The long-range computer model forecasts expect that El Niño will continue to strengthen, and indeed they foresee an acceleration to very intense levels in the relatively near future: see below for an example. However, it is interesting to observe that earlier forecasts (e.g. from May, see below) were expecting El Niño to be already considerably stronger than it is now, so the evolution is lagging what was expected. To my mind this is a hint that the episode may peak at lower intensity than is currently predicted and it may be "merely" a strong El Niño rather than a super or record-strength El Niño.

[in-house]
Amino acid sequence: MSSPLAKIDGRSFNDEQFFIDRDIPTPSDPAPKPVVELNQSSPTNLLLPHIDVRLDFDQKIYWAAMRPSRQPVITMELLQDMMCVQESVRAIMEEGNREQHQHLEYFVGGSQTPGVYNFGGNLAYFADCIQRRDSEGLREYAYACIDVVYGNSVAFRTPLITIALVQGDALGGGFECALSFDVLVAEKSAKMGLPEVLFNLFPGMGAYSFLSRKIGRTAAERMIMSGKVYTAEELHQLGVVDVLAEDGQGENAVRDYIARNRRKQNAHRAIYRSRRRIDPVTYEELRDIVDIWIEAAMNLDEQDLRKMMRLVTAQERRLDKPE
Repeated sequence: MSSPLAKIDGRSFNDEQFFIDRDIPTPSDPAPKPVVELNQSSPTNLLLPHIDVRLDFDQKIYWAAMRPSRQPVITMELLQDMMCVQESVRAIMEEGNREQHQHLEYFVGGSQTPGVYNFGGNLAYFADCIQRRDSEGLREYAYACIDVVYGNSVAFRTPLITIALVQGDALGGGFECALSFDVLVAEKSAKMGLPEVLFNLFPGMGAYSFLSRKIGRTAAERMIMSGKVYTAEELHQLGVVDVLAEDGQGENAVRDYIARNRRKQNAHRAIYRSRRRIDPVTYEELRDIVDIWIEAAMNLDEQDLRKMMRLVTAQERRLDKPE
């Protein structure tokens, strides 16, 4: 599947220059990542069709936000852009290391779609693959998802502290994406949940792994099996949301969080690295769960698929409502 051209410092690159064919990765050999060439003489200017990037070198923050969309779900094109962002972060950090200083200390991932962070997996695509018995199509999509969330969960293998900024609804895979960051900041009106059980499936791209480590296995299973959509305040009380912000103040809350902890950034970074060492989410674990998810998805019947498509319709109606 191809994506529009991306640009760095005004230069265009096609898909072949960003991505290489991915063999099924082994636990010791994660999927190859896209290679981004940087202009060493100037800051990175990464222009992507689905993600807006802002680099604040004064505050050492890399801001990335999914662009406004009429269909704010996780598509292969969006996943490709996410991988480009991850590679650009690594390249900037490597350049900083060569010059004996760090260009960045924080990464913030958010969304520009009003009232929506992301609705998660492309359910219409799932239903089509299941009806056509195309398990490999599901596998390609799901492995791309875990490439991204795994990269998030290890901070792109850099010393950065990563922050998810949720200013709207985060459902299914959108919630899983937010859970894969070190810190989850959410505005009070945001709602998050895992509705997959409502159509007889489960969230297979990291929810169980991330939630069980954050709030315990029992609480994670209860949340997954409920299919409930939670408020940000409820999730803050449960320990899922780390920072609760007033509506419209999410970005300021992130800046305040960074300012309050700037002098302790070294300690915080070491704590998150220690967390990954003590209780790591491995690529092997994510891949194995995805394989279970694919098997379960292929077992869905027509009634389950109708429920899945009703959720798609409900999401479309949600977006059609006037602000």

Looking at the bottom rectangle, we see that the strongest La Niña events tend to follow either a significant (but weaker) La Niña event or a moderate to strong El Niño in the previous year. These features of the chart may seem like only sampling variability, but it is generally accepted that La Niña episodes tend to be longer lived than El Niño events. In 115 years of data plotted here, only twice was the ENSO index above +0.75 in two consecutive years, whereas on 8 occasions it was below -0.75 in two consecutive years.